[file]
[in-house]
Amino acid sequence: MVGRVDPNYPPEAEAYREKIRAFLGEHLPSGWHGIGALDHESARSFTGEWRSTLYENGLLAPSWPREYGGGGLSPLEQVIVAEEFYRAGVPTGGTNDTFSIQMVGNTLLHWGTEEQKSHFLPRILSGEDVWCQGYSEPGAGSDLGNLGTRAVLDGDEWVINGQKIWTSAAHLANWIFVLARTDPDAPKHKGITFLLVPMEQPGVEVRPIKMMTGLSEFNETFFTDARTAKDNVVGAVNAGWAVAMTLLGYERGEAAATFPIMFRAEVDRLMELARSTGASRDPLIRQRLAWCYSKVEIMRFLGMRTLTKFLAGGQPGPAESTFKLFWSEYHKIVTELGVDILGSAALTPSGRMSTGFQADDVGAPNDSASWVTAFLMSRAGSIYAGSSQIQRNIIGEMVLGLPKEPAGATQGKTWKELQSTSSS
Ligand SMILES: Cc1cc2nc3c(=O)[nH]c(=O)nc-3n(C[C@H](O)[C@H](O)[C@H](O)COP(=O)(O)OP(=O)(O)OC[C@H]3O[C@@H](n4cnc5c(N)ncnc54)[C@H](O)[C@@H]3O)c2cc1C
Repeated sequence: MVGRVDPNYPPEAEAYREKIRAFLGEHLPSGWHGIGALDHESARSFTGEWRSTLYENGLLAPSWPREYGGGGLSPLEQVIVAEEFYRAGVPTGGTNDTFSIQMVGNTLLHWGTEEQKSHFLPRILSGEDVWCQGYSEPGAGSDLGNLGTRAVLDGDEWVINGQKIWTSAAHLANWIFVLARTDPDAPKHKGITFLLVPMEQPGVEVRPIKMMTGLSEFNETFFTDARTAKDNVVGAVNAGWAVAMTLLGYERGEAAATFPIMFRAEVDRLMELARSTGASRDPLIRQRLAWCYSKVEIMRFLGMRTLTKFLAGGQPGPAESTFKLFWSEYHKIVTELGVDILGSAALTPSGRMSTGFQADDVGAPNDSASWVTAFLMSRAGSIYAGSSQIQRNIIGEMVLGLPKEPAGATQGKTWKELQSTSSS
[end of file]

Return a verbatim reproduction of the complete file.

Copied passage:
[in-house]
Amino acid sequence: MVGRVDPNYPPEAEAYREKIRAFLGEHLPSGWHGIGALDHESARSFTGEWRSTLYENGLLAPSWPREYGGGGLSPLEQVIVAEEFYRAGVPTGGTNDTFSIQMVGNTLLHWGTEEQKSHFLPRILSGEDVWCQGYSEPGAGSDLGNLGTRAVLDGDEWVINGQKIWTSAAHLANWIFVLARTDPDAPKHKGITFLLVPMEQPGVEVRPIKMMTGLSEFNETFFTDARTAKDNVVGAVNAGWAVAMTLLGYERGEAAATFPIMFRAEVDRLMELARSTGASRDPLIRQRLAWCYSKVEIMRFLGMRTLTKFLAGGQPGPAESTFKLFWSEYHKIVTELGVDILGSAALTPSGRMSTGFQADDVGAPNDSASWVTAFLMSRAGSIYAGSSQIQRNIIGEMVLGLPKEPAGATQGKTWKELQSTSSS
Ligand SMILES: Cc1cc2nc3c(=O)[nH]c(=O)nc-3n(C[C@H](O)[C@H](O)[C@H](O)COP(=O)(O)OP(=O)(O)OC[C@H]3O[C@@H](n4cnc5c(N)ncnc54)[C@H](O)[C@@H]3O)c2cc1C
Repeated sequence: MVGRVDPNYPPEAEAYREKIRAFLGEHLPSGWHGIGALDHESARSFTGEWRSTLYENGLLAPSWPREYGGGGLSPLEQVIVAEEFYRAGVPTGGTNDTFSIQMVGNTLLHWGTEEQKSHFLPRILSGEDVWCQGYSEPGAGSDLGNLGTRAVLDGDEWVINGQKIWTSAAHLANWIFVLARTDPDAPKHKGITFLLVPMEQPGVEVRPIKMMTGLSEFNETFFTDARTAKDNVVGAVNAGWAVAMTLLGYERGEAAATFPIMFRAEVDRLMELARSTGASRDPLIRQRLAWCYSKVEIMRFLGMRTLTKFLAGGQPGPAESTFKLFWSEYHKIVTELGVDILGSAALTPSGRMSTGFQADDVGAPNDSASWVTAFLMSRAGSIYAGSSQIQRNIIGEMVLGLPKEPAGATQGKTWKELQSTSSS